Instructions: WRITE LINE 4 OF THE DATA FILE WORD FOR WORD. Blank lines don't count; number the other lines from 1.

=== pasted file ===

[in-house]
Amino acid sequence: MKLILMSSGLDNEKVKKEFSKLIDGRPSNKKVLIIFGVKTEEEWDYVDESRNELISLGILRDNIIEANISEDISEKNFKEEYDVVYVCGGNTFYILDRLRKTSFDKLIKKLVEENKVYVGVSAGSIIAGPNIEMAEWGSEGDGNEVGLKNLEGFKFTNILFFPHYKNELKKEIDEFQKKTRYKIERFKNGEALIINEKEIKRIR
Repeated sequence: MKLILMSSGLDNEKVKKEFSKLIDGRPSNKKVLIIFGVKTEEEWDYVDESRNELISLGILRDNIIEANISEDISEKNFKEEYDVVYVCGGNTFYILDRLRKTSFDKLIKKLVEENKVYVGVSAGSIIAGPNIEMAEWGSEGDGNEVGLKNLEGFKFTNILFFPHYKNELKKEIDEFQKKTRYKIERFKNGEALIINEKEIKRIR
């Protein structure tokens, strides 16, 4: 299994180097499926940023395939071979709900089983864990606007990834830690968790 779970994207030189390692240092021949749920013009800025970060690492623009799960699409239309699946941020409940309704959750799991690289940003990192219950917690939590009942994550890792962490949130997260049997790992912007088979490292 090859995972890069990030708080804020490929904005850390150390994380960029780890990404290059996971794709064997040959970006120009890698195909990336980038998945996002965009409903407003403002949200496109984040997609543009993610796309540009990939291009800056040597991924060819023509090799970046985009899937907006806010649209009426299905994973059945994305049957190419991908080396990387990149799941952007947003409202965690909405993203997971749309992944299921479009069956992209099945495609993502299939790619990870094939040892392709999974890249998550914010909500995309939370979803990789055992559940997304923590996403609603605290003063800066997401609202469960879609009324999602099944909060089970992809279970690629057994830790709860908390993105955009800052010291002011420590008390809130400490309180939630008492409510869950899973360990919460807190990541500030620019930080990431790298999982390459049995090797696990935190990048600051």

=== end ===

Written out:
């Protein structure tokens, strides 16, 4: 299994180097499926940023395939071979709900089983864990606007990834830690968790 779970994207030189390692240092021949749920013009800025970060690492623009799960699409239309699946941020409940309704959750799991690289940003990192219950917690939590009942994550890792962490949130997260049997790992912007088979490292 090859995972890069990030708080804020490929904005850390150390994380960029780890990404290059996971794709064997040959970006120009890698195909990336980038998945996002965009409903407003403002949200496109984040997609543009993610796309540009990939291009800056040597991924060819023509090799970046985009899937907006806010649209009426299905994973059945994305049957190419991908080396990387990149799941952007947003409202965690909405993203997971749309992944299921479009069956992209099945495609993502299939790619990870094939040892392709999974890249998550914010909500995309939370979803990789055992559940997304923590996403609603605290003063800066997401609202469960879609009324999602099944909060089970992809279970690629057994830790709860908390993105955009800052010291002011420590008390809130400490309180939630008492409510869950899973360990919460807190990541500030620019930080990431790298999982390459049995090797696990935190990048600051």